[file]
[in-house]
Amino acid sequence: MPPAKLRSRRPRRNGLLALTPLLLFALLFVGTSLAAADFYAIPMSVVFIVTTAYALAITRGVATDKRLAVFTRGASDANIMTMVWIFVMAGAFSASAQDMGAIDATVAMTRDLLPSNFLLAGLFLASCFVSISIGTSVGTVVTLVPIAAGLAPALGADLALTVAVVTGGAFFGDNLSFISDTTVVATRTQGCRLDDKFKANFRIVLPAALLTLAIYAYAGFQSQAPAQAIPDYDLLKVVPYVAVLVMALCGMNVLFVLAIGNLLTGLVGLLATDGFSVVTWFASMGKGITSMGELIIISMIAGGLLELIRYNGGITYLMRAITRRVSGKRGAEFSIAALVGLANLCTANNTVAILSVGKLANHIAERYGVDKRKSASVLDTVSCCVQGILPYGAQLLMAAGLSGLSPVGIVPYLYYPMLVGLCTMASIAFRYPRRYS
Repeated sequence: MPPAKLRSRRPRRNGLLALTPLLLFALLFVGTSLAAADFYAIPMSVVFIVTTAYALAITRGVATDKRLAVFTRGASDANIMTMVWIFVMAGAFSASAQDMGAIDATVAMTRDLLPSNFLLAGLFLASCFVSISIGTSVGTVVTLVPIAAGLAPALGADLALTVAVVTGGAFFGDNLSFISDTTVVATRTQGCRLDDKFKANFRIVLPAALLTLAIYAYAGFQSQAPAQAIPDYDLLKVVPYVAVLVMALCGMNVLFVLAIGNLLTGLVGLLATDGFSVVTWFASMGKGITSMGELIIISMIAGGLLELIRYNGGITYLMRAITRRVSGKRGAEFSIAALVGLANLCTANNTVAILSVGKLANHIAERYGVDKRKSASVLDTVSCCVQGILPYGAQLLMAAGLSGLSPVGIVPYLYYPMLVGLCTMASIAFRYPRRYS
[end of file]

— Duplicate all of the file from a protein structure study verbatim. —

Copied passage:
[in-house]
Amino acid sequence: MPPAKLRSRRPRRNGLLALTPLLLFALLFVGTSLAAADFYAIPMSVVFIVTTAYALAITRGVATDKRLAVFTRGASDANIMTMVWIFVMAGAFSASAQDMGAIDATVAMTRDLLPSNFLLAGLFLASCFVSISIGTSVGTVVTLVPIAAGLAPALGADLALTVAVVTGGAFFGDNLSFISDTTVVATRTQGCRLDDKFKANFRIVLPAALLTLAIYAYAGFQSQAPAQAIPDYDLLKVVPYVAVLVMALCGMNVLFVLAIGNLLTGLVGLLATDGFSVVTWFASMGKGITSMGELIIISMIAGGLLELIRYNGGITYLMRAITRRVSGKRGAEFSIAALVGLANLCTANNTVAILSVGKLANHIAERYGVDKRKSASVLDTVSCCVQGILPYGAQLLMAAGLSGLSPVGIVPYLYYPMLVGLCTMASIAFRYPRRYS
Repeated sequence: MPPAKLRSRRPRRNGLLALTPLLLFALLFVGTSLAAADFYAIPMSVVFIVTTAYALAITRGVATDKRLAVFTRGASDANIMTMVWIFVMAGAFSASAQDMGAIDATVAMTRDLLPSNFLLAGLFLASCFVSISIGTSVGTVVTLVPIAAGLAPALGADLALTVAVVTGGAFFGDNLSFISDTTVVATRTQGCRLDDKFKANFRIVLPAALLTLAIYAYAGFQSQAPAQAIPDYDLLKVVPYVAVLVMALCGMNVLFVLAIGNLLTGLVGLLATDGFSVVTWFASMGKGITSMGELIIISMIAGGLLELIRYNGGITYLMRAITRRVSGKRGAEFSIAALVGLANLCTANNTVAILSVGKLANHIAERYGVDKRKSASVLDTVSCCVQGILPYGAQLLMAAGLSGLSPVGIVPYLYYPMLVGLCTMASIAFRYPRRYS